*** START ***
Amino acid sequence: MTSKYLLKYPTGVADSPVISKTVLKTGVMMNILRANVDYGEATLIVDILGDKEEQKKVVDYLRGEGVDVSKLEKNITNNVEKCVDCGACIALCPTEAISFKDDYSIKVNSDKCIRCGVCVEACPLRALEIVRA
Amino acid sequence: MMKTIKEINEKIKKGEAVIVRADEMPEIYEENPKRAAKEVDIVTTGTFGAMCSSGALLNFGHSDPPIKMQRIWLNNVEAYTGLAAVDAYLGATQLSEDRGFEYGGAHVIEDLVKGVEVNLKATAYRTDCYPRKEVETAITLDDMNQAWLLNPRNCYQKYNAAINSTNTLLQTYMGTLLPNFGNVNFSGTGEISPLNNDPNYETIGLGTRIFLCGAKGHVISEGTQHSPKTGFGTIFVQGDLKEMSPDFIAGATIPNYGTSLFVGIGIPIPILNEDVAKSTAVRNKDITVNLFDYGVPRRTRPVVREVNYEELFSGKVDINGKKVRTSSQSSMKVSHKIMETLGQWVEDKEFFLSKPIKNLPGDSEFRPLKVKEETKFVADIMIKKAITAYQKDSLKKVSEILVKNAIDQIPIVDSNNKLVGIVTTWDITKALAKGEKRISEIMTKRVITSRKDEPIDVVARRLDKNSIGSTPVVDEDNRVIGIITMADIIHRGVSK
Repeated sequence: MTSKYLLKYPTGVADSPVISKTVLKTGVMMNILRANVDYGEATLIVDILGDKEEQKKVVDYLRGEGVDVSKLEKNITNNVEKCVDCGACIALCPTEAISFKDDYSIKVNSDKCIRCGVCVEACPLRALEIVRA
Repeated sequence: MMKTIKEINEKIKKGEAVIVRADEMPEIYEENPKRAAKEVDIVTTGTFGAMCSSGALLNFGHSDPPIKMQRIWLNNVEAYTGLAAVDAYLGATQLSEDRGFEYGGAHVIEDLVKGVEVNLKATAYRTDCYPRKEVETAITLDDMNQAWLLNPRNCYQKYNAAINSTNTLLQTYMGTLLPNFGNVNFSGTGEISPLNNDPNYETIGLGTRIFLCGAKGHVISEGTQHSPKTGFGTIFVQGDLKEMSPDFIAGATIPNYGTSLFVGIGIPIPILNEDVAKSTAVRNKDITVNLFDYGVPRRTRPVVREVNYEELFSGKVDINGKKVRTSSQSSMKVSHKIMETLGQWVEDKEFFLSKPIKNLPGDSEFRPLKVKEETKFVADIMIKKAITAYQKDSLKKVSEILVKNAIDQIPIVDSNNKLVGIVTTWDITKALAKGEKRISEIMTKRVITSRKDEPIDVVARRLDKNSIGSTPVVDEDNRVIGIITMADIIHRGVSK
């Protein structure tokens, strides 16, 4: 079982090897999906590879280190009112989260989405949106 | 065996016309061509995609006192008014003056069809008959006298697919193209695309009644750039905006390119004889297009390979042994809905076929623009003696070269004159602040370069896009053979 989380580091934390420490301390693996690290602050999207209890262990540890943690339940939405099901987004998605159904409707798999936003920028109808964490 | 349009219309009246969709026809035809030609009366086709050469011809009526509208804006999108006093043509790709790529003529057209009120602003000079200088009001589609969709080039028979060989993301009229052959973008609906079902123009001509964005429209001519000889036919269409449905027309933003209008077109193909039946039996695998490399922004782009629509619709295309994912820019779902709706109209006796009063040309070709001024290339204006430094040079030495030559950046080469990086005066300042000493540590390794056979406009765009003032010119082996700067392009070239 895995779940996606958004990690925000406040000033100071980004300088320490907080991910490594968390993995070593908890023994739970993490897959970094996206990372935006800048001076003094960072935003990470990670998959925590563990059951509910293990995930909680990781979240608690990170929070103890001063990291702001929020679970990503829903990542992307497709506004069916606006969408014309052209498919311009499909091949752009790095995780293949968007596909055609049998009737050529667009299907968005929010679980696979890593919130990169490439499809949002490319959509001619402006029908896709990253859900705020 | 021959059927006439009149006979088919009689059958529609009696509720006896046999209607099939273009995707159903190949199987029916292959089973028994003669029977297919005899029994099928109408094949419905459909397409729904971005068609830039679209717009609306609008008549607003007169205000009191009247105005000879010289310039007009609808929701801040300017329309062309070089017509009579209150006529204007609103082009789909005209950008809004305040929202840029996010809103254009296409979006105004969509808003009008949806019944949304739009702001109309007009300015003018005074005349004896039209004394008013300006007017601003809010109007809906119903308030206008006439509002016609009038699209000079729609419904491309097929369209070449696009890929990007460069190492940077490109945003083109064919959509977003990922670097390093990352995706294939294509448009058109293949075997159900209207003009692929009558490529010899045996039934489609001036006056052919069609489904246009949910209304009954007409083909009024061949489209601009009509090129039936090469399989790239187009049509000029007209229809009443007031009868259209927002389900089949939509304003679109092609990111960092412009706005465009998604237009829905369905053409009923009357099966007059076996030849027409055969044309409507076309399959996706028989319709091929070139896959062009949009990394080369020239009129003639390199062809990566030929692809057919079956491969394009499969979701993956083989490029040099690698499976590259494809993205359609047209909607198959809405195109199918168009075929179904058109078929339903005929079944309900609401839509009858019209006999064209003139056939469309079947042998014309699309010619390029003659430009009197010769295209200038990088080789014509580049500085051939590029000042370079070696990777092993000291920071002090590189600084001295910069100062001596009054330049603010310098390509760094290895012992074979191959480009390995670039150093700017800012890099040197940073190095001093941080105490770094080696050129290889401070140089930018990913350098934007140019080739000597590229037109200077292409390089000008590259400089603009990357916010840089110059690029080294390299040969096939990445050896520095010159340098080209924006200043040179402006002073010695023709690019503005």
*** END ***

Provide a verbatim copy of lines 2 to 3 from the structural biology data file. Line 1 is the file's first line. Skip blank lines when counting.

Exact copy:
Amino acid sequence: MMKTIKEINEKIKKGEAVIVRADEMPEIYEENPKRAAKEVDIVTTGTFGAMCSSGALLNFGHSDPPIKMQRIWLNNVEAYTGLAAVDAYLGATQLSEDRGFEYGGAHVIEDLVKGVEVNLKATAYRTDCYPRKEVETAITLDDMNQAWLLNPRNCYQKYNAAINSTNTLLQTYMGTLLPNFGNVNFSGTGEISPLNNDPNYETIGLGTRIFLCGAKGHVISEGTQHSPKTGFGTIFVQGDLKEMSPDFIAGATIPNYGTSLFVGIGIPIPILNEDVAKSTAVRNKDITVNLFDYGVPRRTRPVVREVNYEELFSGKVDINGKKVRTSSQSSMKVSHKIMETLGQWVEDKEFFLSKPIKNLPGDSEFRPLKVKEETKFVADIMIKKAITAYQKDSLKKVSEILVKNAIDQIPIVDSNNKLVGIVTTWDITKALAKGEKRISEIMTKRVITSRKDEPIDVVARRLDKNSIGSTPVVDEDNRVIGIITMADIIHRGVSK
Repeated sequence: MTSKYLLKYPTGVADSPVISKTVLKTGVMMNILRANVDYGEATLIVDILGDKEEQKKVVDYLRGEGVDVSKLEKNITNNVEKCVDCGACIALCPTEAISFKDDYSIKVNSDKCIRCGVCVEACPLRALEIVRA